Growing up, Ken Ekanem was considered too big to play in the Southwestern Youth Association, so his first taste of organized football didn’t come until the eighth grade.
“I used to play football outside every day with my friends, but I was nervous for my first game,” Ekanem said. “I started the game with a sack, then had two tackles for a loss and in the third quarter, recovered a fumble for a touchdown.”
That was just the beginning of what was to come. During the past three years, Ekanem has blossomed into one of the area’s best and is a key member of the Centreville High School squad, which finished 9-3 last season.
Ekanem recorded 75 tackles, 17 sacks, 10 tackles for loss, two forced fumbles and 18 quarterback pressures as a junior defensive end last season. He’s also grown since then, and is now 6-foot-4 and 245 pounds.
It’s no wonder Ekanem is one of the most highly touted high school players in the country and already has fielded 16 offers from some of the top college football programs in the nation.
“My first offer was sophomore year from Boston College. They have been sending me mail since the end of my freshman year,” Ekanem said. “At the time, they couldn’t see me, so they would have to talk to my coach and he would tell me. This year, colleges came by and talked with me and made offers.”
Those colleges include Oregon, Notre Dame, Pittsburgh, Syracuse, Illinois, Virginia Tech, Michigan, Michigan State, Duke, Virginia and Boston College, among others.
“I had been talking to other prospects when I went to games and such, so I knew this was going to be kind of hectic. I thought it was going to be really stressful, but it really wasn’t,” Ekanem said. “My mom talks to me about colleges but she’s not that much into it. I know how to deal with it and my coach and me made up the system where I talk to coaches on Mondays and then he gives me advice.”
Under the guidance of Chris Haddock, Centreville’s head football coach, Ekanem has been speaking to college football representatives for the past two years.
“The protocol is that they work through me and they certainly make their own football evaluation of the kid. But they use me to find out what kind of work ethic he has, what type of character he has, and most of the coaches in being thorough want to talk to me about him and his family so they can get a good picture of the kid so they know how to recruit him,” Haddock said. “I don’t think Ken was distracted one bit. To his credit, I think he has been very level-headed and taken it all in stride.”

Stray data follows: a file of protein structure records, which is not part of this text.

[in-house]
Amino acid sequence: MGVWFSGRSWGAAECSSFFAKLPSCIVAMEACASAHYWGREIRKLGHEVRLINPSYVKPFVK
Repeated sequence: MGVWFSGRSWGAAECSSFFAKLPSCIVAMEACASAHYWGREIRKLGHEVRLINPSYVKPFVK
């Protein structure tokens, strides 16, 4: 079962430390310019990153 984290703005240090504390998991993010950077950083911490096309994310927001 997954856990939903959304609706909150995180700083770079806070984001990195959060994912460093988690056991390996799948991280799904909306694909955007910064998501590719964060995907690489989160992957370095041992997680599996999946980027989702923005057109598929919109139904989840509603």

Ekanem said there are a lot of rules coaches and recruiters must follow, and he picked up what you can and can’t do simply by watching the news and TV shows like his favorite, “Friday Night Lights.”
Haddock also has helped simplify the process and make it work for Ekanem and his family.
“We talk all the time. We have a good dialogue back and forth of schools that have talked to him and schools that come by and visit and we debrief after people come by,” Haddock said. “He asks questions when he needs to and he is good at asking the coaches what he needs to know. I think he has a real good grasp of the process and what he really wants out of college. I’ve been very impressed with the way he’s handled things.”
Although coaches have told Ekanem he would fit in best as a 4-3 end or 3-4 outside linebacker, Ekanem prefers to play the latter. That’s one of the things that might go into his final decision of where to play.
“I look for a school with good academics; a school that has a good business program and sports marketing,” he said. “I look for good coaches, ones I can relate to. A good class of 2012. I want to go in with guys that are good talent-wise and social-wise.”
In just eight months, college football’s National Signing Day takes place and the All-Met defensive lineman will need to choose his school.
“I’m looking forward to becoming a better football player and better person in college,” he said. “I want that to be the best four years of my life when I go there.”
Ekanem isn’t giving away any hints as to where he’s leaning, but he did say that “if the place feels like home, I’ll go.”
But before college, Ekanem still has his senior year to look forward to, and Haddock is going to continue helping him become the best player he can be.
“Part of the reason he is in the position that he is in is because he is such a good kid and has a great work ethic,” Haddock said. “He is still a young kid and there are still some fundamental things that we will continue to work on. He has all the raw tools size, speed that anyone would want. The work ethic is going to get more intense at the next level and I will probably apply a little pressure to him in that regard to make sure he is playing at his maximum all times knowing that’s what he has to do to survive at the next level.”
Ekanem is looking forward to the challenge ahead and expects the Wildcats to improve on last year’s record.
“I think we will be really good and I feel like we can make a deep run into the playoffs and maybe states. That’s what we are shooting for,” he said. “I love the brotherhood of football; depending on each other. I bond on and off the field with my teammates and I’m looking forward to another year of that at Centreville.”